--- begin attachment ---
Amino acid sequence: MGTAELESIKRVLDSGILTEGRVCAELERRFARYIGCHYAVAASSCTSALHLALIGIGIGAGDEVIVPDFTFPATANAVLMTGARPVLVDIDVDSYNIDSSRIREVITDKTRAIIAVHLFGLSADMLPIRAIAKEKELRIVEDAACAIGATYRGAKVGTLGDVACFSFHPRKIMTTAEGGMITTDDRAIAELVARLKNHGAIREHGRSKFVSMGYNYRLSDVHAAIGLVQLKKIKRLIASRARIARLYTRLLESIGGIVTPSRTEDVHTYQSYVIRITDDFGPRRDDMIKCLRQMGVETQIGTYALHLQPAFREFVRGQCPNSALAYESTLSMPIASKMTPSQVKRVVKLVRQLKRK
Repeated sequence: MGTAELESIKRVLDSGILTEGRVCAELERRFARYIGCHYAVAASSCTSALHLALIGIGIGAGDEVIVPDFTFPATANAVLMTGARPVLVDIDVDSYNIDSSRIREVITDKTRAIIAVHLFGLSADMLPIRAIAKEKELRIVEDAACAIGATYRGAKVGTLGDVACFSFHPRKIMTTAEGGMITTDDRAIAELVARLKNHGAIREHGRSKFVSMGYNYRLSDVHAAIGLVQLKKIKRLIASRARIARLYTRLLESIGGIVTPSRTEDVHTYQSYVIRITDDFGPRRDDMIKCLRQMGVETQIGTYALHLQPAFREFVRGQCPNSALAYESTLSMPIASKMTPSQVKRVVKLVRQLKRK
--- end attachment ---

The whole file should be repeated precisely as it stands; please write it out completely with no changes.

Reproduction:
Amino acid sequence: MGTAELESIKRVLDSGILTEGRVCAELERRFARYIGCHYAVAASSCTSALHLALIGIGIGAGDEVIVPDFTFPATANAVLMTGARPVLVDIDVDSYNIDSSRIREVITDKTRAIIAVHLFGLSADMLPIRAIAKEKELRIVEDAACAIGATYRGAKVGTLGDVACFSFHPRKIMTTAEGGMITTDDRAIAELVARLKNHGAIREHGRSKFVSMGYNYRLSDVHAAIGLVQLKKIKRLIASRARIARLYTRLLESIGGIVTPSRTEDVHTYQSYVIRITDDFGPRRDDMIKCLRQMGVETQIGTYALHLQPAFREFVRGQCPNSALAYESTLSMPIASKMTPSQVKRVVKLVRQLKRK
Repeated sequence: MGTAELESIKRVLDSGILTEGRVCAELERRFARYIGCHYAVAASSCTSALHLALIGIGIGAGDEVIVPDFTFPATANAVLMTGARPVLVDIDVDSYNIDSSRIREVITDKTRAIIAVHLFGLSADMLPIRAIAKEKELRIVEDAACAIGATYRGAKVGTLGDVACFSFHPRKIMTTAEGGMITTDDRAIAELVARLKNHGAIREHGRSKFVSMGYNYRLSDVHAAIGLVQLKKIKRLIASRARIARLYTRLLESIGGIVTPSRTEDVHTYQSYVIRITDDFGPRRDDMIKCLRQMGVETQIGTYALHLQPAFREFVRGQCPNSALAYESTLSMPIASKMTPSQVKRVVKLVRQLKRK